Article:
But the major automaker left its earnings forecasts unchanged for the year through next March as the spread of the coronavirus in Southeast Asia, the semiconductor shortage and surging raw material costs have made the outlook unpredictable.
As we have said before, nothing — nothing — will stand between Americans and buying new pickup trucks. They are too desirable for consumers and too profitable for automakers for even a global pandemic to cut them down. That means even amidst this colossal production cut, the Tundra and Tacoma will keep on truckin’ in Texas, as Automotive News reports:
As part of Toyota Motor Corp.’s first major round of global production cuts since the semiconductor shortage began, North American factories alone will lose up to 170,000 vehicles through September because of the raging COVID-19 pandemic and ongoing supplier disruptions.
Toyota Motor North America said Thursday that the region’s losses in August are expected to range between 60,000 and 90,000 vehicles. In a separate announcement earlier in the day by the parent company in Japan, it expects September output in North America to drop by 80,000 vehicles.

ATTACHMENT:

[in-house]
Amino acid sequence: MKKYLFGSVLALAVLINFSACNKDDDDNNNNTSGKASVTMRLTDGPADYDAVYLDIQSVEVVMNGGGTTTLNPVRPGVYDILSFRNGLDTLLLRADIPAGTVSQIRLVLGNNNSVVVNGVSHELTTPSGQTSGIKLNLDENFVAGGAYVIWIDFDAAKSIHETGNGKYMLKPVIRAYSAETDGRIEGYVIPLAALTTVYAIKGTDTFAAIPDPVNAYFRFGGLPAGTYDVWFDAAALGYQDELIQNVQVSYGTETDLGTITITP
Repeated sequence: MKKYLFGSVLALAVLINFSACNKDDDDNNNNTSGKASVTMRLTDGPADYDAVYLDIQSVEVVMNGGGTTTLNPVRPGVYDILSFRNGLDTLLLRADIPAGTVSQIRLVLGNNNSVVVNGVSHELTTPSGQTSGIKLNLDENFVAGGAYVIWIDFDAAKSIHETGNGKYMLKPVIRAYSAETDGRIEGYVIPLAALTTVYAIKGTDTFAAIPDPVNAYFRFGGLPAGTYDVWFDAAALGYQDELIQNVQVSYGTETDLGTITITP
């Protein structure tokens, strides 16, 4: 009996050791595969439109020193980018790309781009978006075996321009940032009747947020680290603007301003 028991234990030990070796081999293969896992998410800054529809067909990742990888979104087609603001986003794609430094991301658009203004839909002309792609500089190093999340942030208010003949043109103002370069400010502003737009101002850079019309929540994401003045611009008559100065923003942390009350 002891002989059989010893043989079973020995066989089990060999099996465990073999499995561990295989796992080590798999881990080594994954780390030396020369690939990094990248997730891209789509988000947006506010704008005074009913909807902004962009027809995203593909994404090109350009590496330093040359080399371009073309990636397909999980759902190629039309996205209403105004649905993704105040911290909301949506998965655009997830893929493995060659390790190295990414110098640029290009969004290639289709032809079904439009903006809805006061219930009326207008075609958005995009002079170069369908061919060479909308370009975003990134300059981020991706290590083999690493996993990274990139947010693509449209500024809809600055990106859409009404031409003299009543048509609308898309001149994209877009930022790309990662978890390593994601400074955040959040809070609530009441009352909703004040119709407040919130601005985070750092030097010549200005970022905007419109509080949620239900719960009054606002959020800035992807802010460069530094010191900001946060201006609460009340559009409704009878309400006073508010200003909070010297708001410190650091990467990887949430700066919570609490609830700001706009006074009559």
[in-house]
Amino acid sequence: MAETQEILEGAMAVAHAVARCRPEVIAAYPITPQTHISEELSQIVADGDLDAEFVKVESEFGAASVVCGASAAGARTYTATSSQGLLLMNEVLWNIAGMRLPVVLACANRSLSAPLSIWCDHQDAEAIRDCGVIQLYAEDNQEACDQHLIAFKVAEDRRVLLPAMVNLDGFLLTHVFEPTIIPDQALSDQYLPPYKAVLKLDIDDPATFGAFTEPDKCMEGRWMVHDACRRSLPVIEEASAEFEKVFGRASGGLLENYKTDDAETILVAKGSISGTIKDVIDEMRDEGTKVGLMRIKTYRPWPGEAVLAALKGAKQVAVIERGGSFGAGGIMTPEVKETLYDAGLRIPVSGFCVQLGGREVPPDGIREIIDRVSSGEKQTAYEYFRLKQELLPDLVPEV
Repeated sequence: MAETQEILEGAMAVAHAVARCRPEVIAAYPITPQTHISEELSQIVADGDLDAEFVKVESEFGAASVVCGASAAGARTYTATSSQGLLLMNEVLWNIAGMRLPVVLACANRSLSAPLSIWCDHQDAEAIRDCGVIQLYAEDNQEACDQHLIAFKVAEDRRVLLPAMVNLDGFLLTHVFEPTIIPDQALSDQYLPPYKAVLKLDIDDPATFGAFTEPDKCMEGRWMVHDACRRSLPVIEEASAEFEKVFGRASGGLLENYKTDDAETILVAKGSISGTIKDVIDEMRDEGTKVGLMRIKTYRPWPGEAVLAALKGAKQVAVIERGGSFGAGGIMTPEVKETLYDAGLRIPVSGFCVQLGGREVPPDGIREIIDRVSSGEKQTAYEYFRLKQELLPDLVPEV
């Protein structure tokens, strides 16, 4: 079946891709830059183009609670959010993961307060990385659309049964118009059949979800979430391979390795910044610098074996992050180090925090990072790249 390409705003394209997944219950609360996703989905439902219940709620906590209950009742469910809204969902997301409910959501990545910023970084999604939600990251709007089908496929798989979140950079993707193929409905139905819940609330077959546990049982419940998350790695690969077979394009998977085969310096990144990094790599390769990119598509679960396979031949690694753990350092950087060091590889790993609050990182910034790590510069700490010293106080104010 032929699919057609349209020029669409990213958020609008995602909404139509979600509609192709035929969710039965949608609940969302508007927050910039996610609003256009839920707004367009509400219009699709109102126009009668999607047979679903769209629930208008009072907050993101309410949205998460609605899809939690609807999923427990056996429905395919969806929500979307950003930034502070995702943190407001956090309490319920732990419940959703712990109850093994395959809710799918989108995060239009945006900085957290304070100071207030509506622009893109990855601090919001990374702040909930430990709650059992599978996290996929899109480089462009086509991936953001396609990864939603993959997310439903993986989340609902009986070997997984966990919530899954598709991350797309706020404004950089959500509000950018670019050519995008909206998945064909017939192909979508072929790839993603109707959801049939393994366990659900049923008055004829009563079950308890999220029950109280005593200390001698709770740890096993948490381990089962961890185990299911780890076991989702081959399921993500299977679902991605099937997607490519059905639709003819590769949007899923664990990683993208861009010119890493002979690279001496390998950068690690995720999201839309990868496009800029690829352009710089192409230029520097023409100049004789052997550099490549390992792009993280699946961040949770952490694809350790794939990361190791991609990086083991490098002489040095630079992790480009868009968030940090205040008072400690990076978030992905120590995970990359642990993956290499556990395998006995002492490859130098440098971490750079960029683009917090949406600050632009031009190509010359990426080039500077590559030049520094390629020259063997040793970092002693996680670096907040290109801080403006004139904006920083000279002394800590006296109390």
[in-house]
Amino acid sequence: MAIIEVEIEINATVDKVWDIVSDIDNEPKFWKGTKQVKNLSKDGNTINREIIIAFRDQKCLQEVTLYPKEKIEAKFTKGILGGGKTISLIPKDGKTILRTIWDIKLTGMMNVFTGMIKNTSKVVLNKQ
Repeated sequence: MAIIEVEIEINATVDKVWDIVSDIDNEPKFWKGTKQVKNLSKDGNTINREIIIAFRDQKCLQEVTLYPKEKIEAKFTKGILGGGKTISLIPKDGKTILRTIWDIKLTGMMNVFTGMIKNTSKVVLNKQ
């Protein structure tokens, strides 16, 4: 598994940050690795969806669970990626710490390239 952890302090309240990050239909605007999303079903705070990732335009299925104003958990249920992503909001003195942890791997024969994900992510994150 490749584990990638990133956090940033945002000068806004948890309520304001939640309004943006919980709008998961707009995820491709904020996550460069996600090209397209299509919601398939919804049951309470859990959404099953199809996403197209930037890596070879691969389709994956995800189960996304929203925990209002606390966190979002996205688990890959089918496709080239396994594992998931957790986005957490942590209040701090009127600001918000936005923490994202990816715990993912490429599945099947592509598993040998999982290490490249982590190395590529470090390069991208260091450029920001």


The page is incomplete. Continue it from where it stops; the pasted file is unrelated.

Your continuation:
The steep cuts in August output will impact all of Toyota’s assembly plants in the U.S., Mexico and Canada except for its San Antonio factory, which produces the Tacoma and is preparing to launch the next-generation Tundra.
Meanwhile at Ford, production cuts are coming for the F-150, per Reuters:
Ford Motor Co. said Wednesday it will temporarily shutter its Kansas City assembly plant that builds its bestselling F-150 pickup truck due to a semiconductor-related parts shortage as a result of the COVID-19 pandemic in Malaysia.
I am just really enjoying this report from the Guardian talking about how the UK feels a need to control solid state batteries after inventing but not leading the sales of lithium-ion batteries:
Some of Britain’s leading battery researchers have teamed up to develop prototype solid-state batteries, in the hope that the UK can take a leading role in the next stage of the electric car industry.